With the share price of Whole Foods Market Inc. still hovering above the $42 price offered by Amazon.com Inc., speculation that another bidder could jump into the fray reached a fever pitch late last week, with one analyst suggesting Wal-Mart Stores Inc. was a likely suitor.
By Monday morning, speculation about the Arkansas-based retail behemoth challenging Amazon’s $13.7 billion takeover appeared doused, after Reuters threw cold water on the rumors.
Walmart (NYSE: WMT), as the nation’s top groceries seller, is in the strongest position among “traditional” retailers such as Kroger Co. (NYSE: KR) and Target (NYSE: TGT), according to a JPMorgan research note. But a high-level source told Reuters that Walmart wasn’t interested, and that Whole Foods has not received any rival bids.
Investors remain bullish on Austin-based Whole Foods — its shares closed Monday at $42.69 apiece and were trading as high as $43.84 as recently as June 23. But Gordon Haskett Research Advisors, a New York City-based independent research firm, has downgraded the stock from buy to hold and no longer expects a competing bid.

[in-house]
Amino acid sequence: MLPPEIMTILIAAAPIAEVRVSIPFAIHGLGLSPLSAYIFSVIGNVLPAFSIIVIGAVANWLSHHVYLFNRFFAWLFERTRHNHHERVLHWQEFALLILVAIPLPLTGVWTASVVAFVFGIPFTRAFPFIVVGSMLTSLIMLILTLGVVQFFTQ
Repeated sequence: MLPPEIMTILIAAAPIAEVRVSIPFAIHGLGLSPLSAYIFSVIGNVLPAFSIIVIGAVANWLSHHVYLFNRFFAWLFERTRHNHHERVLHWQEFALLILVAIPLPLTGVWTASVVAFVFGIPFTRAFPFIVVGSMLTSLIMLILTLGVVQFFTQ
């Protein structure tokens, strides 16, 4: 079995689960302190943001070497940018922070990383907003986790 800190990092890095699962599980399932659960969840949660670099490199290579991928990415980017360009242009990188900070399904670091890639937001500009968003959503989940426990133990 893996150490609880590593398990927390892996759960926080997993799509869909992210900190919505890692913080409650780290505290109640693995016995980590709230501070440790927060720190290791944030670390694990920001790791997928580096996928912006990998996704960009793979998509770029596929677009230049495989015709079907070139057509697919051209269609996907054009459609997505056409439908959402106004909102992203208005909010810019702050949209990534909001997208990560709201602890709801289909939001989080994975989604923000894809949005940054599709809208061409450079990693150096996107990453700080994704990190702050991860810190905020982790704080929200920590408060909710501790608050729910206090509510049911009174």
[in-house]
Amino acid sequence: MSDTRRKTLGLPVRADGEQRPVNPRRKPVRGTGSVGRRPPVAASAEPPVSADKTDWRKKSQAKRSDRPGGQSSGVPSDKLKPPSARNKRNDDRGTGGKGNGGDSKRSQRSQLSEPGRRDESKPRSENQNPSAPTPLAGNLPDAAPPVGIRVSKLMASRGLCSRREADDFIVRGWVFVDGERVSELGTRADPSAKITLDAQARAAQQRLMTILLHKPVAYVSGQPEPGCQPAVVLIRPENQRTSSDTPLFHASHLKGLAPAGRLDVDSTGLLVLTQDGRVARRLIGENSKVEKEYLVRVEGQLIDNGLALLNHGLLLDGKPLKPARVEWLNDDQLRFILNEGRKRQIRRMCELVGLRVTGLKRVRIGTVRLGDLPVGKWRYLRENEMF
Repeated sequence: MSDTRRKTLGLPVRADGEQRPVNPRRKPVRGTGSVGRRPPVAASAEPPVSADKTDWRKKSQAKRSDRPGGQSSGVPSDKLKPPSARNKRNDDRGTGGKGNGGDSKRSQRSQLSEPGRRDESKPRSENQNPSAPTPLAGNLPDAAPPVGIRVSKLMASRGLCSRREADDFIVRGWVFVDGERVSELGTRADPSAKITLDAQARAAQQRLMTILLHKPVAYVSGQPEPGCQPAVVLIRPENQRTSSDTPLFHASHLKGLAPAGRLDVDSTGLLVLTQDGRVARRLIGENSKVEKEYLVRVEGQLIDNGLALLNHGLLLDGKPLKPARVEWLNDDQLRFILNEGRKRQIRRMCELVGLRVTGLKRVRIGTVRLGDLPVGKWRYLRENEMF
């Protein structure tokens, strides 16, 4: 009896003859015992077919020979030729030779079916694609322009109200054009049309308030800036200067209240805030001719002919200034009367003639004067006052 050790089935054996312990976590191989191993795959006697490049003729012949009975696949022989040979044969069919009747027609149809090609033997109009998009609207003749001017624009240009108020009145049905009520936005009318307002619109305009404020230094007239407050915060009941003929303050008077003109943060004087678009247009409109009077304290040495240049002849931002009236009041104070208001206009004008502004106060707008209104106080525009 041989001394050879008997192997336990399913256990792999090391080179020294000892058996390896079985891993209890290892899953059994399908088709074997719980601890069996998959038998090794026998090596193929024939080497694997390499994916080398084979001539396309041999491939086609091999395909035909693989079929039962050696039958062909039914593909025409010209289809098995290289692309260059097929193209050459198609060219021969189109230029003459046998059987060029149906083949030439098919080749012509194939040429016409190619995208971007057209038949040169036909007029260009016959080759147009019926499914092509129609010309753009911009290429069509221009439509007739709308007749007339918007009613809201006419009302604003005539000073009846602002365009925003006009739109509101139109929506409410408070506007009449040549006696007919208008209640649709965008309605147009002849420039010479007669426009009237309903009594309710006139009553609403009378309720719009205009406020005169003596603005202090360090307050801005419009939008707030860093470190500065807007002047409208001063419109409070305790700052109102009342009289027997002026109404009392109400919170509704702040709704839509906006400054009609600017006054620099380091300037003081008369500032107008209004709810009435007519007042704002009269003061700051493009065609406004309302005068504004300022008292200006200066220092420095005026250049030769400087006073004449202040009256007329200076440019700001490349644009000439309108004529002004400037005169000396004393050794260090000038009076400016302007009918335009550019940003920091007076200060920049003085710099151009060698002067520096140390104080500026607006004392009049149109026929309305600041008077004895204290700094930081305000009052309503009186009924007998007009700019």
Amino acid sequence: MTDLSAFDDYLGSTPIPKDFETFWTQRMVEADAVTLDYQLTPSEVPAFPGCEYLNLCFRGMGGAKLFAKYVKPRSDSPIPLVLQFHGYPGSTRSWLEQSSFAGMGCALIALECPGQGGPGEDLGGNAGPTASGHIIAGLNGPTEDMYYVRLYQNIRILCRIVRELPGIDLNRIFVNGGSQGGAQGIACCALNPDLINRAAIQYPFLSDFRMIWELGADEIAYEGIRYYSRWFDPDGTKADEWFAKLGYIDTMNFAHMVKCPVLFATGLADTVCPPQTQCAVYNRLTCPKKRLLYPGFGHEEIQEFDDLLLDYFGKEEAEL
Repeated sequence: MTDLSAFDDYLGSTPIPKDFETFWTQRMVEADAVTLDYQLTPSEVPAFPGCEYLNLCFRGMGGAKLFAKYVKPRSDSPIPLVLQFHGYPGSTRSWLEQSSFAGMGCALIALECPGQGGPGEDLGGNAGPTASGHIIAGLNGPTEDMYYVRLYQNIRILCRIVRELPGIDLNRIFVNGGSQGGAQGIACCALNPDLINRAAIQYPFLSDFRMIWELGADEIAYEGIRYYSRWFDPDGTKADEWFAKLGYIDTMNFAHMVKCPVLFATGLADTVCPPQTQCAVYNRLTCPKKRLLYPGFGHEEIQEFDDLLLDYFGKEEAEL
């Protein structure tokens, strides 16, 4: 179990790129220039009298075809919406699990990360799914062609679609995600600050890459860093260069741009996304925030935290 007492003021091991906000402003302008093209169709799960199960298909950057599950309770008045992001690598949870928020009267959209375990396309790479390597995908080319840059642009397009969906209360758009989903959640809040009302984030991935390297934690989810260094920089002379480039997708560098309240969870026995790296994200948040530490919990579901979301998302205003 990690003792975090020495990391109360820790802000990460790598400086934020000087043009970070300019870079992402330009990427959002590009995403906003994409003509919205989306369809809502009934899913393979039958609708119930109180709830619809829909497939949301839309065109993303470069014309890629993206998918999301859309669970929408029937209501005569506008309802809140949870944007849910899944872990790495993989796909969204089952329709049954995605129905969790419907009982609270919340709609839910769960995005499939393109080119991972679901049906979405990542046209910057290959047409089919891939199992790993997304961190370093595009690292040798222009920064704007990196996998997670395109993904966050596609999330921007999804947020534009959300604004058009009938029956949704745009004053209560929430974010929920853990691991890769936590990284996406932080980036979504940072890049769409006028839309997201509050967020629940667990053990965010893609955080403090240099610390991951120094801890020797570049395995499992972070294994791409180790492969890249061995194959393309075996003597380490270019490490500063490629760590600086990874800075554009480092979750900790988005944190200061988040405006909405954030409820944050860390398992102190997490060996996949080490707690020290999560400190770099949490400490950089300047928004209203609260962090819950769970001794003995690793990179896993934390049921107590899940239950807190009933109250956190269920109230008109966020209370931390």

Whole Foods generated about $15.8 billion in sales in fiscal 2016. However, comparable-store sales have slipped for seven straight quarters in the face of increased competition. It is Austin’s largest public company with some 87,000 global employees, including about 3,000 in Central Texas.